4. Discussion (a) Genetic monogamy in Azara’s owl monkeys Our findings on genetic monogamy in Azara’s owl monkeys provide a potential explanation for a most remarkable and unusual commitment to paternal care shown by the species. Ever since paternal care was first described in owl monkeys, various hypotheses were evaluated to account for its evolution and maintenance [80,81]. Given the social proximity, sharing of space and coordination of activities that is characteristic of owl monkey pair-mates, it was reasonable to predict high paternity certainty and low levels of EGP through successful mate guarding by males. On the other hand, we could also expect that the

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results, essentially a (branch removal) boot-strapping approach. We also fitted a model to data including three additional species that were not included in the analyses even when they might be considered pair-living: Microtus ochrogaster [73], Hylobates lar [74] and Canis latrans [75]. (The electronic supplementary material, table S1d provides the reasons why these were not considered pair-living for the analyses). Different models of the phylGLS were compared by choosing the model with the lowest AIC variance structure [76]. We checked whether changing variance structures for either or both variables would increase the model fit [77]. Because AIC levels were higher for models with differing variance structures (AIC ¼ 115.1 to 117.1) than for the simpler model (AIC ¼ 114.9), we assumed similar variance structures. When the interaction term was not statistically significant (which was the case for all models), it was removed. The two variables were retained for the final model, even if not statistically significant, since they were of primary interest. Statistical analyses were conducted in R [64], using the packages ‘ape’ [78] and ‘nlme’ [79].

Our comparative phylogenetic analyses explored under what circumstances social monogamy, an already intriguing and rare social system among mammals, may lead to genetic monogamy, a mating system where the limitations on male reproductive potential take on an extreme form. Our study is the first to provide evidence that, within pair-living species, male care is linked to the genetic mating system. Low rates of EPPs are expected in species with male participation in infant care for at least two reasons that may imply a different causal directionality: the paternity certainty associated with low EPP may promote male care [35,36], or male care may enhance possibilities of mating monopolizations and, thus, reduce EPP rates [34]. Intense male care was strongly related to low levels of EPP, whereas the strength of the pair bond was not, even when most species with strong bonds had low rates of EPP rates. An earlier study of the relationships between EGP rates and their breeding system found that the variation in EPP was better explained by the social structure than by the type of pair bonding [33]. However, these authors did not consider paternal care in their analyses and included cooperative breeders and other species that are not pair living in their comparisons. These differences underscore the importance of explicit and clear definitions of categories when species are classified for comparative analyses (see below). When considering birds, our results fit partly with theoretical considerations and empirical findings where low rates of EPP are also associated with high rates of male care [31]. In dispersed bird pairs, though, the opportunity for extra-pair copulations is higher than in species with close bonds where partners can monitor each other more easily and effectively. There are still some notable exceptions among the 15 pairliving species analysed: species that do not conform to the general association of either intensive male care with close pair bonds, or no care and dispersed bonds. For example, male Kirk’s dik-diks do not seem to provide much infant care, but have been described as genetically monogamous [26], and fat-tailed dwarf lemurs have nearly 50% EPP rates but still show male care. It is possible that the influence of pair bonds and infant care are affected at different levels of influence in these species. The strength of the pair bond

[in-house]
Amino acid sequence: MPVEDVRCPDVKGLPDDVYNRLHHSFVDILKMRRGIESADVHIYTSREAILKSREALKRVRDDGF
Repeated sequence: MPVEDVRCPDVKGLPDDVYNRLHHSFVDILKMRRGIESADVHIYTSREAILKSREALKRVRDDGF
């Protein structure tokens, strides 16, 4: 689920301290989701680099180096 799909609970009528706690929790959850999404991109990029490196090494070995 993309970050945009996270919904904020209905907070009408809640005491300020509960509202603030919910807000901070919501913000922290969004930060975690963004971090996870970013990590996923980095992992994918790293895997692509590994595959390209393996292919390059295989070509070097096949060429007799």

(c) Classification issues and robustness of results Comparative analyses based on dichotomized marker traits (e.g. care versus no care) are likely to be significantly influenced by how species are classified. Potentially dismissed as an obvious methodological consideration to be addressed at an early stage of research design, the issue has lately been receiving proper, and much needed, attention following the publication of two large comparative analyses on social monogamy. For example, Dixson [69] suggested that some of the findings from the study on the evolution of social monogamy in primates [44] were based on comparing ‘apples with


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(b) Genetic monogamy, male care and pair bonds in mammals